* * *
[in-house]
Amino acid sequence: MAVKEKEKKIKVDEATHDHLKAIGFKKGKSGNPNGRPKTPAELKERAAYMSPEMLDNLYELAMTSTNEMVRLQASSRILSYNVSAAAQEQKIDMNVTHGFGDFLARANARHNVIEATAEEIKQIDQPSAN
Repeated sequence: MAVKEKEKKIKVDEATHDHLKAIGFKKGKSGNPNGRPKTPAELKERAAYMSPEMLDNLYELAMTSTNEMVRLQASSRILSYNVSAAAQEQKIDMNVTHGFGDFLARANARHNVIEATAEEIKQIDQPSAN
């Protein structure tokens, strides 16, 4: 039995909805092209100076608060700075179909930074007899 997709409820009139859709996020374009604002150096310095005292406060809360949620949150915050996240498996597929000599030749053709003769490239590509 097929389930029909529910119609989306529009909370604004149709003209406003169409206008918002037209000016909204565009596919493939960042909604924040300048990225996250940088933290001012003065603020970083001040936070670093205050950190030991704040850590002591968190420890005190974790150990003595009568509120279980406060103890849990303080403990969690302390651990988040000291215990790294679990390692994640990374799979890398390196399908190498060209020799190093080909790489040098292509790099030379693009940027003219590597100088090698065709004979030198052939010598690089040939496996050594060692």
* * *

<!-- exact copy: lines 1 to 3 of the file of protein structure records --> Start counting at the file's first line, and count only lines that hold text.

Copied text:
[in-house]
Amino acid sequence: MAVKEKEKKIKVDEATHDHLKAIGFKKGKSGNPNGRPKTPAELKERAAYMSPEMLDNLYELAMTSTNEMVRLQASSRILSYNVSAAAQEQKIDMNVTHGFGDFLARANARHNVIEATAEEIKQIDQPSAN
Repeated sequence: MAVKEKEKKIKVDEATHDHLKAIGFKKGKSGNPNGRPKTPAELKERAAYMSPEMLDNLYELAMTSTNEMVRLQASSRILSYNVSAAAQEQKIDMNVTHGFGDFLARANARHNVIEATAEEIKQIDQPSAN